Paint and clear coats need to cure fully before polishing and/or waxing. In most cases a few days is good enough. Just keep in mind your application tho, type of paint, number of coats, and weather all play a factor on when your paint will be fully cured.



How To Paint Exterior Body Pannells:




http://www.focusfanatics.com/howtos/...odywork002.jpg
1. First sand area to receive filler down to bare metal.

http://www.focusfanatics.com/howtos/...odywork003.jpg
2. If needed remove dents with a slide hammer or body hammer.


http://www.focusfanatics.com/howtos/...odywork005.jpg
3. Fill holes and minor dents with body filler.

http://www.focusfanatics.com/howtos/...odywork012.jpg
4. Sand the filler smooth and repeat steps 3 and 4 if necessary.

http://www.focusfanatics.com/howtos/...Picture009.jpg
5. Prime filler and surronding areas with clean metal primer. Two or three coats is good, lightly sanding between coats.

http://www.focusfanatics.com/howtos/...Picture011.jpg
6. Paint with matched body paint, two to three coats. Lightly sanding between coats.

7. Clear coat using the same procedure as painting the body color.

8. Use rubbing compound to smooth out any orange peel that the spray cans or spray gun may have left. Let it dry for about a week before appling any wax or buffing.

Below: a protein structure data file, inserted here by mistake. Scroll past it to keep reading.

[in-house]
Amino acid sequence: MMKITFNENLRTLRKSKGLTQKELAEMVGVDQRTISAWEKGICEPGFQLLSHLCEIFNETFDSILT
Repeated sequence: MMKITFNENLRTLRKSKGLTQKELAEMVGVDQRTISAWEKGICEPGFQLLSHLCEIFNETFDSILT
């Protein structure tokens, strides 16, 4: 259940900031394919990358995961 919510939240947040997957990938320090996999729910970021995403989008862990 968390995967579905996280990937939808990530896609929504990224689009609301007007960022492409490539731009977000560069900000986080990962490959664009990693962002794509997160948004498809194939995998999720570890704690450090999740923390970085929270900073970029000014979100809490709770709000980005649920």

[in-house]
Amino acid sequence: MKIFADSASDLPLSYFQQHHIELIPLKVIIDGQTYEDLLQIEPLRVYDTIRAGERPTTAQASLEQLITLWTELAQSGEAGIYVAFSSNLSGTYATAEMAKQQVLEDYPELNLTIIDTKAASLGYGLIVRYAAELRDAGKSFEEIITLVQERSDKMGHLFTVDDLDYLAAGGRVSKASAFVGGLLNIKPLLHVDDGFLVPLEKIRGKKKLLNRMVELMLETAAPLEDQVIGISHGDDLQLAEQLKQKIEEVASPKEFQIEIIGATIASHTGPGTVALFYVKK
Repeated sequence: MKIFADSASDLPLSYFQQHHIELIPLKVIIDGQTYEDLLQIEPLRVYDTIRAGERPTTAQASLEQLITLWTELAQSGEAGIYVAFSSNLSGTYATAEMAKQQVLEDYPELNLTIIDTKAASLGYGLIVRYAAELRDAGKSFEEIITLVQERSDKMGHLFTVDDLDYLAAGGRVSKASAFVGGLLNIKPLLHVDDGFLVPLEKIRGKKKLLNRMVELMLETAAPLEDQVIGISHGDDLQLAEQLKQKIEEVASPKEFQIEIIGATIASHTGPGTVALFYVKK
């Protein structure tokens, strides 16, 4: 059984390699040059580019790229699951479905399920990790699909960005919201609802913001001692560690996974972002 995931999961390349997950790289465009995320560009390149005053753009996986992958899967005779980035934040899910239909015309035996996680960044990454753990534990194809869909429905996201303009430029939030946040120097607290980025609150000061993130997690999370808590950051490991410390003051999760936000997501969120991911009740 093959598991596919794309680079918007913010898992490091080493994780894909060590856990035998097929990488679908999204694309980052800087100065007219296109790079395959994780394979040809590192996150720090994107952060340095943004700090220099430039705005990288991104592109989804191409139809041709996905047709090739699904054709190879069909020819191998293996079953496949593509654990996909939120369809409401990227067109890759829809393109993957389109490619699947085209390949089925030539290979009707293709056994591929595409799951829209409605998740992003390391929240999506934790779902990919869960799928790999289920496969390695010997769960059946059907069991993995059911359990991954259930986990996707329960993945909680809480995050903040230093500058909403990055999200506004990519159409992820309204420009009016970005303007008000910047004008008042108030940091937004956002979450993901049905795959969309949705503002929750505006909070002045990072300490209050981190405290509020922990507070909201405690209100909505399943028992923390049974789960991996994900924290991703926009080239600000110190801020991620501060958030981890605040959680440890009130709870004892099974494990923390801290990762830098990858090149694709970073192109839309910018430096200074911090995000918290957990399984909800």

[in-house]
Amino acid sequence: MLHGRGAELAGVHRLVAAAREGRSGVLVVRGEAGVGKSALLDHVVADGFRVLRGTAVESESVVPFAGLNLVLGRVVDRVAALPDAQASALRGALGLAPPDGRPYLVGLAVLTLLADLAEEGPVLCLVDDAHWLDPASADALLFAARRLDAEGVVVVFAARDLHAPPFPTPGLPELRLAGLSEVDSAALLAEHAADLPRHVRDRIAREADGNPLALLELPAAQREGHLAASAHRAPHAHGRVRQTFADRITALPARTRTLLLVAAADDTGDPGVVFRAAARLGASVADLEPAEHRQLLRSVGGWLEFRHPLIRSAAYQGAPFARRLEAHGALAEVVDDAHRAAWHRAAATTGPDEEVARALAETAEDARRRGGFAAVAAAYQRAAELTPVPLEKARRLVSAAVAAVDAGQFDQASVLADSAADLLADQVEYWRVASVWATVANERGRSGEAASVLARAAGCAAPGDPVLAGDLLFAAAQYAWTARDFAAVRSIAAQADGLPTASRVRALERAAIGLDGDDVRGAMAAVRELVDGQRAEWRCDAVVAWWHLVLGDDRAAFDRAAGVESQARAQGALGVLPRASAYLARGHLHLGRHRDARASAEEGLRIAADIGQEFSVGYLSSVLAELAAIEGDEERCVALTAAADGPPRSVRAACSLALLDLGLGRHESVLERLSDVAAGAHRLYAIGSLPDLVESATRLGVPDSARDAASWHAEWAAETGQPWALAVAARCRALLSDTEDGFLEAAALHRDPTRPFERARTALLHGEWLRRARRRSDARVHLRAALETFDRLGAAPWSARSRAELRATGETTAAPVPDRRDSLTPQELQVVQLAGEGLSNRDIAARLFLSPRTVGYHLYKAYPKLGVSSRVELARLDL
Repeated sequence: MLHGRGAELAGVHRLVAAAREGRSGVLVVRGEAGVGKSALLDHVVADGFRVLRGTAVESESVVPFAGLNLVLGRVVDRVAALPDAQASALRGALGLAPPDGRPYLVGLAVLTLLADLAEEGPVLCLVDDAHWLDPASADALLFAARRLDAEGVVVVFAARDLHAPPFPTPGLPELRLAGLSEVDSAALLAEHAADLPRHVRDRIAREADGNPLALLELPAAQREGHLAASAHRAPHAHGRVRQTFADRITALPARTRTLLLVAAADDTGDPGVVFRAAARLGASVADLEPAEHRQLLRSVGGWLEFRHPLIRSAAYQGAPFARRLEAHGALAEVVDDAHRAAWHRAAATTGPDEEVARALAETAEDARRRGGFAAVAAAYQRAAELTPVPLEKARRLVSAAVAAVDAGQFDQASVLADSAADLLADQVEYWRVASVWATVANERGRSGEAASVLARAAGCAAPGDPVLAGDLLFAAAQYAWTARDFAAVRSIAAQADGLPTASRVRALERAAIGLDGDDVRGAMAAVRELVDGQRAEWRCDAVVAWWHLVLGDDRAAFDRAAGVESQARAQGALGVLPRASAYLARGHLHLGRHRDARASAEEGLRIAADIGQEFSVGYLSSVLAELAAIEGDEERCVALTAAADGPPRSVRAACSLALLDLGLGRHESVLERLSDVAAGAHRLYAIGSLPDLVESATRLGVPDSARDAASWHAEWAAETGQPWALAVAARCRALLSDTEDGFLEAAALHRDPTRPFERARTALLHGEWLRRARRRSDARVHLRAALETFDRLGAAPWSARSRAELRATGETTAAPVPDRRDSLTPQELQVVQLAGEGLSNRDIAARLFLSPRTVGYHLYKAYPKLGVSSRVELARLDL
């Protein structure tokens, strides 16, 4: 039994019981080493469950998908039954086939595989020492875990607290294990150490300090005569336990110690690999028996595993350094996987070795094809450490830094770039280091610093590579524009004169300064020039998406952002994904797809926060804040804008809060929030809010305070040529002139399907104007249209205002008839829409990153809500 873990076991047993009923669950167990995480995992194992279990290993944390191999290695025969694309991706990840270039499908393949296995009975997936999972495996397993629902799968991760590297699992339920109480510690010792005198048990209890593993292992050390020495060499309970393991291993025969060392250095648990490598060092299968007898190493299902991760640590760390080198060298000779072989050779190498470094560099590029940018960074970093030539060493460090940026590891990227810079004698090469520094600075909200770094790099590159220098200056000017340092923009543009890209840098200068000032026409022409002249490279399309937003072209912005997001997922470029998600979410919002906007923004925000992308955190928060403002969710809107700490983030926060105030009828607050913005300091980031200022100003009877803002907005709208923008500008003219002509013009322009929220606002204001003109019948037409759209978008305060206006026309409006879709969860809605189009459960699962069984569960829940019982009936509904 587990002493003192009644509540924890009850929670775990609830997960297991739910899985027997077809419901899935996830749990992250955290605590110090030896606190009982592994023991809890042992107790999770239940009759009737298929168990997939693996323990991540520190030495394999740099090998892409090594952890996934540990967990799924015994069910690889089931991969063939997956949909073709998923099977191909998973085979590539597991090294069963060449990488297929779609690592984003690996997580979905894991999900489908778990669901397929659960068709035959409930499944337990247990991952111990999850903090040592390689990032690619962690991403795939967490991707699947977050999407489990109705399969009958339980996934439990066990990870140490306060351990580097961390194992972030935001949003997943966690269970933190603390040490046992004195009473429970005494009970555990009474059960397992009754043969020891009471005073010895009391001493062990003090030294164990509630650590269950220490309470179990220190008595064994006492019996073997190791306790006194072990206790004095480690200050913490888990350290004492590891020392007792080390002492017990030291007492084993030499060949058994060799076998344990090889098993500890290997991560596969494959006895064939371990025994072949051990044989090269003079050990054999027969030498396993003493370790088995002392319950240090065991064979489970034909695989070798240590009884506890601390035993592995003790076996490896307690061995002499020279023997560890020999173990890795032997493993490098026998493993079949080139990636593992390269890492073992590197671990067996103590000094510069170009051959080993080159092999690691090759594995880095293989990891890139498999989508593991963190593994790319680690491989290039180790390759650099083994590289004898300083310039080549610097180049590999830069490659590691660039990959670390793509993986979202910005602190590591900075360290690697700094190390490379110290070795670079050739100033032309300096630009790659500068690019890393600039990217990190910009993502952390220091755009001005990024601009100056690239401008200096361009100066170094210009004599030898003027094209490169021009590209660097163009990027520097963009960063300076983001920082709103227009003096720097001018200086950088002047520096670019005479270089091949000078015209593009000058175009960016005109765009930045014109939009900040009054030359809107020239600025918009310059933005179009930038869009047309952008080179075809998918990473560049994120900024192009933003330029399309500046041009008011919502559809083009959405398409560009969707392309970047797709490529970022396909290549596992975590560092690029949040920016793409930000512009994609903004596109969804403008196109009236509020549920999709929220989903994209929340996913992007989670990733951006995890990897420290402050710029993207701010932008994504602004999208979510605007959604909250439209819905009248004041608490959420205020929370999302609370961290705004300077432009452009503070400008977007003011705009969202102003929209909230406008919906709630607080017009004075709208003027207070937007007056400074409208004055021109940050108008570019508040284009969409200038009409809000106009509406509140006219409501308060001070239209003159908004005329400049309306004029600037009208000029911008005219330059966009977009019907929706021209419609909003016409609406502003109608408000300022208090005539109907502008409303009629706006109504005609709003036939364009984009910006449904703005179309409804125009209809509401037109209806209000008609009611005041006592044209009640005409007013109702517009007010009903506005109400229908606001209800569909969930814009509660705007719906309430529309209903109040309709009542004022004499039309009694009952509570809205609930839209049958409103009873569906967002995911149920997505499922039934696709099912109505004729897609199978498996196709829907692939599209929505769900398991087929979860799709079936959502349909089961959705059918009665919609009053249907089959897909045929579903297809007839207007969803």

How to Paint Engine Parts (I had more pictures of this job, but they must of got deleted off PB)




http://www.focusfanatics.com/howtos/...vecover009.jpg
1. Of coarse you will want to use Hi Temp Engine Paint.

http://www.focusfanatics.com/howtos/...vecover006.jpg
2. Clean the metal with a degreaser to remove all oils and etc. Steel wool is helpful for hard stuck on grease in this process. Rinse the cleaned surface with water to remove degreaser and give a final wipe of acetone. This is a cleaned valve cover.

3. Prime surface with engine enamel primer. Multiple coats is a good idea, I believe I did three on my valve cover.

http://www.focusfanatics.com/howtos/...vecover017.jpg
4.For extra flare I decided to have the raised letters on my valve cover a different color. To achieve this I first painted the letters with aluminum paint, let it dry, then used Vaseline to mask off the areas I wished to stay aluminum.

http://www.focusfanatics.com/howtos/...vecover019.jpg
5. After painting the red over the entire valve cover, use a soft cloth to remove the Vaseline covered letters and the red paint over them.